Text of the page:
Large-scale, live-action gaming events in academic libraries: How and why

Hubert David Womack; Susan Sharpless Smith; Mary Beth Lock

First-year students are often unaware of services available at their academic library, and they are often resistant to admit their library anxiety and need for help. In recent years, academic libraries have actively identified nontraditional ways to entice new students into the library through outreach events.1 Some academic libraries are addressing this challenge through large-scale, live-action gaming events that take place in an academic environment, but without an educational component.2 Even without this component, participants are exposed to academic resources and services of which they were not previously aware. These nontraditional events brand the library as a student-friendly destination and open a way for students to become comfortable in this new environment and familiar with the research and study assistance that is available to them.

Capture the Flag participants.

This article will examine the development of successful live-action gaming events during the last four years at Wake Forest University (WFU), a collegiate university of 7,000 students in Winston-Salem, North Carolina. Our events have served as models for other academic libraries’ outreach efforts.3 While hosting such large events present challenges, the logistics are manageable and the cost can be minimal. Careful planning and close partnerships with other campus organizations can help effectively manage the required resources.


The program developed out of Friday video game nights, which were held in the library from 2005 to 2008. As those began to wane in popularity, the Z. Smith Reynolds Library (ZSR) began to explore other events to bring students into the library who were not library users. Additionally, ZSR was looking for a new way to introduce first-year students to the library. Tours and other traditional first-year student orientation activities were also declining in popularity.

While searching for a solution to these problems, the Division of Campus Life approached the library looking for a place for students to play Capture the Flag (CtF), an outdoor game where two teams try to capture each other’s flag. The 170,000 sq. ft. ZSR Library made a perfect indoor location for CtF. With the later addition of Humans v Zombies (HvZ), these events have evolved and dramatically grown in popularity. Currently these events are offered each semester and to summer school students. WFU students recently listed them as “new traditions,” and they were subsequently featured in an article in the Wake Forest University Magazine.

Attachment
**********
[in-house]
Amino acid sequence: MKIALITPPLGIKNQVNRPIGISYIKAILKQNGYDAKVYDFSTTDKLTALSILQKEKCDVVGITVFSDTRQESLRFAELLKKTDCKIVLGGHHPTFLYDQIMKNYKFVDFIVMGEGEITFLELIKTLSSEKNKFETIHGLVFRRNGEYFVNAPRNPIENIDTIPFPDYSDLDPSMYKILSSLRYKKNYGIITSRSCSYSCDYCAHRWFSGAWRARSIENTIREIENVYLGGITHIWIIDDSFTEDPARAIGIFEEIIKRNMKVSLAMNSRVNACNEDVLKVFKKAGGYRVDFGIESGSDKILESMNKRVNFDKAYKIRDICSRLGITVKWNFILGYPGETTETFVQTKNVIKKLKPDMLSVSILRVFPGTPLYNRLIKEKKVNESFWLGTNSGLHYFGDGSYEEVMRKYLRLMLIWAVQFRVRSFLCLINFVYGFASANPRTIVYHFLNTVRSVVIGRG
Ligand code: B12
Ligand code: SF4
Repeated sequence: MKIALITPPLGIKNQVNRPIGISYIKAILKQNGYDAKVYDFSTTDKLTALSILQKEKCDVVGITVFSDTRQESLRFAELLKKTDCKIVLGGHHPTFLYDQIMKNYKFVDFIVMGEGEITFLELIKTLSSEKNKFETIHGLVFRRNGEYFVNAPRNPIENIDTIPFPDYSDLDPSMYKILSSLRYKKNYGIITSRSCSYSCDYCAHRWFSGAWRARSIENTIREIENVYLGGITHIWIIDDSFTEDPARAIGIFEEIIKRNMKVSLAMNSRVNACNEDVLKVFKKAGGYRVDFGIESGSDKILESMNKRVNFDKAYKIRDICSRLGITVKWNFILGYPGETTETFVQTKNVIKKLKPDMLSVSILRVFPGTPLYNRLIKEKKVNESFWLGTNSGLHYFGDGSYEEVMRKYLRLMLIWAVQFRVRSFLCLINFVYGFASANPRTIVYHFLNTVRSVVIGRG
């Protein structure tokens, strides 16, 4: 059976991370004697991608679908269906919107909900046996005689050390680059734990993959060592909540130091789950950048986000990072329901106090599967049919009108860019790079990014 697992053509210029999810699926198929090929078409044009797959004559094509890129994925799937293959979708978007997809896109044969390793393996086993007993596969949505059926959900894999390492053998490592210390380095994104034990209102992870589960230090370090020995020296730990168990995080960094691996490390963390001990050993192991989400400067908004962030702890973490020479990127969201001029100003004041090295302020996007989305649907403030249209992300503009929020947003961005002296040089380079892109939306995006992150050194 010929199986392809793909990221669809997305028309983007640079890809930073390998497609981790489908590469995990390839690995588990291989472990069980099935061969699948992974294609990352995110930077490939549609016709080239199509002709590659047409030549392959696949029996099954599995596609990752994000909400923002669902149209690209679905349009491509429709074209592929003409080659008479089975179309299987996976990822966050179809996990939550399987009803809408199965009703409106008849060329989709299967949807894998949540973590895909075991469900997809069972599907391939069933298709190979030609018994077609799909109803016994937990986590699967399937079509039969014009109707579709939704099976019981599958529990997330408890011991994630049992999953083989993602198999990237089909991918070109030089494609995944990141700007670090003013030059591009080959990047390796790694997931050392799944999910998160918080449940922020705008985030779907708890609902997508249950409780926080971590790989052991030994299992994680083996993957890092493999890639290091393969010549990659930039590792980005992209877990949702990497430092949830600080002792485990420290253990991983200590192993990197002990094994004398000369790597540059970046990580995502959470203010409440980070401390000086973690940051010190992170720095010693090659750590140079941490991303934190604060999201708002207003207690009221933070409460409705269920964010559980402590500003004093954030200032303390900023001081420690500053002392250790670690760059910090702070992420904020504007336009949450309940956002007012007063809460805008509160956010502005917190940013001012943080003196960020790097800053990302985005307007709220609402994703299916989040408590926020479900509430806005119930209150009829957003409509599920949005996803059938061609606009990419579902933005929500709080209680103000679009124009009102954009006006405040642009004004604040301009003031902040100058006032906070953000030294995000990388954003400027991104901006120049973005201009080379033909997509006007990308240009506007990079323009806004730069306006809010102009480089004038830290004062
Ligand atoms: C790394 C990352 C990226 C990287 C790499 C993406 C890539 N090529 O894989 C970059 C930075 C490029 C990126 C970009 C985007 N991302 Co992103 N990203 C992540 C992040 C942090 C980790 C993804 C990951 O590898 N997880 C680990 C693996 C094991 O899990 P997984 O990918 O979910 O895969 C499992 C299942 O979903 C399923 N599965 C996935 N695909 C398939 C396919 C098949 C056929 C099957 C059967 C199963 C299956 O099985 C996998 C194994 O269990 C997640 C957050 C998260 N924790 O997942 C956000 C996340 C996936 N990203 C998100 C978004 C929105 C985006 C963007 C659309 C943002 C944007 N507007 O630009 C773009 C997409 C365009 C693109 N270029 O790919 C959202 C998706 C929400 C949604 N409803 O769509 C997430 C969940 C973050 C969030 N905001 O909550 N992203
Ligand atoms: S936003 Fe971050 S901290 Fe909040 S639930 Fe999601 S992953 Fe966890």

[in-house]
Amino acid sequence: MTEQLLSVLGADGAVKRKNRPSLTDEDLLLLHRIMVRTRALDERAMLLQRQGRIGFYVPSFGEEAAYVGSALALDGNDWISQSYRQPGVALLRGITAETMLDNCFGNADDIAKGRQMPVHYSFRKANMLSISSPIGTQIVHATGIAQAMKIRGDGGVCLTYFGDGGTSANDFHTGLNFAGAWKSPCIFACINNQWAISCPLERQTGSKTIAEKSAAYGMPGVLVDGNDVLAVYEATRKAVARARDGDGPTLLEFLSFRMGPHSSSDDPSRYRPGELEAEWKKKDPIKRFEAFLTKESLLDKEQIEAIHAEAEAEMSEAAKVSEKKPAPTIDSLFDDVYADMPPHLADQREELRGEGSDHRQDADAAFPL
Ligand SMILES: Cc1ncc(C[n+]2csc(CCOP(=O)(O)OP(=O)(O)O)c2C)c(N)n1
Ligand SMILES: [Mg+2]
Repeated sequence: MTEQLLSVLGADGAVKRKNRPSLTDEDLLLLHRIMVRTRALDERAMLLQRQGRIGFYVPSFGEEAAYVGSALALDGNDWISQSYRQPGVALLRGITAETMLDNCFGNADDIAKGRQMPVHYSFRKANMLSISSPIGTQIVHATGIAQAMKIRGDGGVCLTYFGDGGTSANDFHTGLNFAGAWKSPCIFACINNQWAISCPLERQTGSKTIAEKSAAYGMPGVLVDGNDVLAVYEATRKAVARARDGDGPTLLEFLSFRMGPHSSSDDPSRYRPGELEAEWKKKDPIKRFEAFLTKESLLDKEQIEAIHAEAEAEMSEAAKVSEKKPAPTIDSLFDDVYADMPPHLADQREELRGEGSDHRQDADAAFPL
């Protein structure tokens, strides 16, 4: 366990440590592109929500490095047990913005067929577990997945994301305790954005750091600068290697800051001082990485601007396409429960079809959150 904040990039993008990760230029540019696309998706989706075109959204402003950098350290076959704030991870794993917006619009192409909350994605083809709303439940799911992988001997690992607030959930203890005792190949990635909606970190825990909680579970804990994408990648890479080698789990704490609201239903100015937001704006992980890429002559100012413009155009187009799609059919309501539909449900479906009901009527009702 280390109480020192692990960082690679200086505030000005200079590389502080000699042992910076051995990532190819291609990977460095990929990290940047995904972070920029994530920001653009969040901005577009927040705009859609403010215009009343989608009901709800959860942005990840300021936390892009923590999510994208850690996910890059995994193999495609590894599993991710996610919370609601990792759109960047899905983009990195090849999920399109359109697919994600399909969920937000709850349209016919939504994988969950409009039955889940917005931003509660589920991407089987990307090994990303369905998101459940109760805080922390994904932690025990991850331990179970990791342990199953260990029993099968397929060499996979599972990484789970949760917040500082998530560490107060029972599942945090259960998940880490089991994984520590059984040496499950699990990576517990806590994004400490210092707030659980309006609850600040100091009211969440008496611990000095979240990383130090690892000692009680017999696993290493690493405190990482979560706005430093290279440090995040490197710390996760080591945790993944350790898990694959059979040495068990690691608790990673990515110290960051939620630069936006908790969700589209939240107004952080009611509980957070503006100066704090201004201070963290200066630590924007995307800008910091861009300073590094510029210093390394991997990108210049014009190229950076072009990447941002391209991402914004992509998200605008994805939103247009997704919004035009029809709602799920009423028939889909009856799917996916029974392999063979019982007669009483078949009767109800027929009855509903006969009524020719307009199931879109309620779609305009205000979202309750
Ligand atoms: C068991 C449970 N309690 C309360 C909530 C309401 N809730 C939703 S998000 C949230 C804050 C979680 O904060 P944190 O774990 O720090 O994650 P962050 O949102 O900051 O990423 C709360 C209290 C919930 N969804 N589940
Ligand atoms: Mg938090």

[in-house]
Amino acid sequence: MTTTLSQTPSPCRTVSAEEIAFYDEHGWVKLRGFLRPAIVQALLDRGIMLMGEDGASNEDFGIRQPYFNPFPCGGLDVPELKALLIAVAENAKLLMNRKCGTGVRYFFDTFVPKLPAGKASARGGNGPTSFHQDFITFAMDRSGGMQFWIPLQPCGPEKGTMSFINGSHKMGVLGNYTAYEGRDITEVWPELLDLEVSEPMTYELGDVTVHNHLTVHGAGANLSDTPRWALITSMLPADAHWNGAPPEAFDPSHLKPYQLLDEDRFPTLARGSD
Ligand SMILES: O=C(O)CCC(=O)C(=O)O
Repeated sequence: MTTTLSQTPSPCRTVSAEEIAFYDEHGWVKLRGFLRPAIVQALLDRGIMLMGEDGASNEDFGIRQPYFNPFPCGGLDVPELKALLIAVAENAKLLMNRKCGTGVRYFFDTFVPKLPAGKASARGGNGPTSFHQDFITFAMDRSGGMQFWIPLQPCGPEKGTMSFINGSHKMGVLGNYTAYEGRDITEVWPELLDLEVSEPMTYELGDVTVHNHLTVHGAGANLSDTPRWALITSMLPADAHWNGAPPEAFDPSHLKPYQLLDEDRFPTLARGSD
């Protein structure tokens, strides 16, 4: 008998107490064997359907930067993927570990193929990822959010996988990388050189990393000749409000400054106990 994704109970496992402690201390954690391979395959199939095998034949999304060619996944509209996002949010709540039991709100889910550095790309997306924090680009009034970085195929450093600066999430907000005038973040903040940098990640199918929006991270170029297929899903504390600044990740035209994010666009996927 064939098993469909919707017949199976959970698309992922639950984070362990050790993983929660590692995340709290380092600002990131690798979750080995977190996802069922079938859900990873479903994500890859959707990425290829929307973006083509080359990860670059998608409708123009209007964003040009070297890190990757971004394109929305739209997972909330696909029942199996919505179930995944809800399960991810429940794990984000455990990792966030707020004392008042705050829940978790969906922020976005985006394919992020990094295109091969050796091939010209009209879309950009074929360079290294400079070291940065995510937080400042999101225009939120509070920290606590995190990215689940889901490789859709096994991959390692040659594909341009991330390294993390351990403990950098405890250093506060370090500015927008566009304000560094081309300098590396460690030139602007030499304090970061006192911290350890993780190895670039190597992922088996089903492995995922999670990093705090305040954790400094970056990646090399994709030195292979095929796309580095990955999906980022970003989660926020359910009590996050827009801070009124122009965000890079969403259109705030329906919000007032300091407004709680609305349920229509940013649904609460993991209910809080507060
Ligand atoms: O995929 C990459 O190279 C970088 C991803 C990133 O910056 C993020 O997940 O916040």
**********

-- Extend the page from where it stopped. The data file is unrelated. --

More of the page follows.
Within a year, several students who had attended CtF requested that the library host HvZ, a popular game that uses NERF blasters to ward off a zombie horde. Over time, processes were developed that streamlined these programs to provide maximum fun with minimum staff and resources. As the popularity of these events grew, visiting summer school groups began requesting these events, which led to more events and more funding.

Total attendance at CtF and HvZ events by year.

For the last two years, students from the University of North Carolina-Chapel Hill (UNC-CH) have joined the Wake Forest students for the spring event, bringing new energy and ideas. While UNC-CH may be WFU rivals in athletics, Wake students always cheer and applaud these students for making the 90-minute drive to Winston-Salem to join us.

The games

Capture the Flag (CtF)

The first game, a freshman orientation event, was attended by 75 students. Positive feedback from the students encouraged us to repeat the event in the following spring. We distributed red and blue bandanas branded with ZSR Library and Campus Life text. A public address system was set up for announcements and to broadcast music throughout the event. The evening started with food, followed by two games over the course of two hours. Staff from both Campus Life and the ZSR Library volunteered to work the event. Cleanup after the event took about 15 minutes.